I’ve lived in New York for 10 years and never met a neighbor,” Selin Sonmez told BK Reader, adding she had about 200 neighbors in her Brooklyn apartment building.

She’s far from alone.

Few Americans know their neighbors by name or have any meaningful interactions with each other. According to a 2018 Pew Research Center survey, only 26% of people know most of their neighbors.

But all of that changed for Sonmez last summer when the city began coming back to life after the lockdown and she seized the opportunity to meet her neighbors for the first time.

Soon after, she and her two co-founders brainstormed ideas and decided to develop OneRoof — a new chat-based app for neighbors.

“OneRoof is a COVID child,” Sonmez joked. “It’s designed to create a community of neighbors in the same building – giving them a sense of belonging. It allows them to build relationships, serve as resources for each other, and share information.”

OneRoof App. Photo: Supplied.

For Sonmez, it was a passion-driven venture.

“I’m very social, an extrovert,” she stated. “It’s important for our health and well-being to connect with other people, and it starts at home.”

The co-founders incorporated the Bushwick-based company in November and entered Greenpoint’s URBAN-X startup accelerator program in January, launching the free app shortly after.

So far, more than 500 tenants signed up, spread across nine Brooklyn apartment buildings in Bushwick, Williamsburg and Brooklyn Heights.

Sonmez said there are three top discussion categories among the newly connected neighbors: pet questions (for example, the best dog walking routes), small favors (can you print this for me) and recommendations (the best dry cleaner or restaurant in the neighborhood).

OneRoof Building. Photo: Provided.

What’s unique is how the app puts people together, she explained. There’s an onboarding process that captures the users’ interests and places them into groups with neighbors who have common interests.

It also differs from similar apps because OneRoof is hyperlocal, zeroing in on apartment buildings. Similar platforms focus on entire neighborhoods.

Some landlords have also joined OneRoof.

“The lockdown was a two-sided problem,” Sonmez stated. “Neighbors were isolated, and landlords lost tenants who were leaving the city.”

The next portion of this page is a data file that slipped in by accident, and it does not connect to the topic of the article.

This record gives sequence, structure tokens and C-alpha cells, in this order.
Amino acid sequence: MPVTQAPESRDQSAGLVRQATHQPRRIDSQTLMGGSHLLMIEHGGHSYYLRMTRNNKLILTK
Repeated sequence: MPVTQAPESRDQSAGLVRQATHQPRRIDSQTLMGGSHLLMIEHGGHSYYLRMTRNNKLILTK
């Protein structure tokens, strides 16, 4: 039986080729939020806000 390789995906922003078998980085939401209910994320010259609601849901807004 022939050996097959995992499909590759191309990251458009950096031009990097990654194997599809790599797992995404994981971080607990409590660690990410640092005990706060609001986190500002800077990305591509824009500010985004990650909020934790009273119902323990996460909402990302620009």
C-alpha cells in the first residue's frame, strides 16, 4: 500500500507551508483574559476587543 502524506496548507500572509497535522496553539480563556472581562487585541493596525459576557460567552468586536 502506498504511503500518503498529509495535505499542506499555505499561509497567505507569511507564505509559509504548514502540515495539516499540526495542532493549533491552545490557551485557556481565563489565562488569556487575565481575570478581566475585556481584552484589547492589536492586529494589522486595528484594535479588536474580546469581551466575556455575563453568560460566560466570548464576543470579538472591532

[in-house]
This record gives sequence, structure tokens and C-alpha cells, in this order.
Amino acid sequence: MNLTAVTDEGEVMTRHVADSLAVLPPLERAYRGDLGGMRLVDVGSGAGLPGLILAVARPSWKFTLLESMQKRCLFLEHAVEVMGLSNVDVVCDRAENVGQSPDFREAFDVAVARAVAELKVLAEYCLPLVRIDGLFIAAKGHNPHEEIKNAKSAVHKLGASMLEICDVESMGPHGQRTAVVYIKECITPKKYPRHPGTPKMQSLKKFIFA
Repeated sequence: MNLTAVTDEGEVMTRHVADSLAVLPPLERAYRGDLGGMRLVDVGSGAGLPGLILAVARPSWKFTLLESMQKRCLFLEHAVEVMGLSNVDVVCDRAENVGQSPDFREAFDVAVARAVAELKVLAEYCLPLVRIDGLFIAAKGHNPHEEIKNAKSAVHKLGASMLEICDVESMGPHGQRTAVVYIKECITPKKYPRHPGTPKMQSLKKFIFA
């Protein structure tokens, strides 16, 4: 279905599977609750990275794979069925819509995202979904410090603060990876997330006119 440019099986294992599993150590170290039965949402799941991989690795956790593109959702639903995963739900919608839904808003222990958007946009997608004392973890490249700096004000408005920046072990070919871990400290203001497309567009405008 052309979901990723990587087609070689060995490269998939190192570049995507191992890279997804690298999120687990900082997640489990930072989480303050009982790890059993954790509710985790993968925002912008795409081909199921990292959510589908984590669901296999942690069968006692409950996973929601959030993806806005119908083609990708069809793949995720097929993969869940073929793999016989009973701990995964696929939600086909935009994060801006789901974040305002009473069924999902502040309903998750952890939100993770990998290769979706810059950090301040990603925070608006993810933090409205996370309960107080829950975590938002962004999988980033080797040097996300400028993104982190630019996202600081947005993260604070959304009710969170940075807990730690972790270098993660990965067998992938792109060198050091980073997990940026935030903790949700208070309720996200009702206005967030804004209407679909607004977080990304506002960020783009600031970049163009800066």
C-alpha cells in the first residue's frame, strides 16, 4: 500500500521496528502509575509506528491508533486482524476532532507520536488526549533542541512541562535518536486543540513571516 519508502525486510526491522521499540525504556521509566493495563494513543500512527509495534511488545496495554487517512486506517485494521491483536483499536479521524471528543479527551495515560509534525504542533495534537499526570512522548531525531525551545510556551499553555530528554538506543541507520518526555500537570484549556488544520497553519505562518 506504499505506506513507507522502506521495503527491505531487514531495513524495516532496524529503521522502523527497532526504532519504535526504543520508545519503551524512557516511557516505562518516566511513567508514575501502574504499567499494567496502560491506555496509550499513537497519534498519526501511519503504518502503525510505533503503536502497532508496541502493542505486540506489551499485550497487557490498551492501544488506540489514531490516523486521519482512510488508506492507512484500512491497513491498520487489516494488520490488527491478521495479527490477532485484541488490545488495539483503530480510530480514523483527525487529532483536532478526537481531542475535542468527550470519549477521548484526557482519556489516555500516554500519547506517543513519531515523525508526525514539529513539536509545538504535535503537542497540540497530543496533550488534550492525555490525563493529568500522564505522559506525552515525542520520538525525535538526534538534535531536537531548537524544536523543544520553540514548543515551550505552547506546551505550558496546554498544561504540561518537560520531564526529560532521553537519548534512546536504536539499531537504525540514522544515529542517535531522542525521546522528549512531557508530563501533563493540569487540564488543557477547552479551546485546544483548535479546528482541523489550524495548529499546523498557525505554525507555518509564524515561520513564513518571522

Landlords have significant costs to find new tenants, including marketing vacant units and paying broker fees.

When meeting with landlords and building managers, Sonmez said she presents them with data that shows tenants are 80% more likely to renew their lease if they know two or more residents in the building.

Some landlords are promoting the app because they want to create a vibrant community within their building.

The co-founders decided to plant OneRoof’s roots in Brooklyn and branch out to the other boroughs.

“There’s a lot of excitement around Brooklyn, a lot of opportunities, more young professionals moving in who tend to be the users most engaged with the platform,” Sonmez explained.

Sonmez, a Turkish immigrant, isn’t new to entrepreneurship. She was a co-founder of a travel tech company that was acquired in 2019.

“I learned from the previous startup to do one thing and do it well. Spreading yourself too thin doesn’t help,” she said, speaking to the team’s dedication to making OneRoof a huge success.

OneRoof is currently participating in URBAN-X, the MINI-backed urbantech accelerator.

So far, so good — OneRoof has a 25% week-over-week growth rate.

Word of mouth drives the growth, she said, as well as referrals from users who moved and introduced the app in their new building.

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Nigel Roberts

Nigel Roberts is a New York-based, award-winning freelance journalist. During his career, Nigel has written for several newspapers and magazines. He has extensive experience covering politics and was a...

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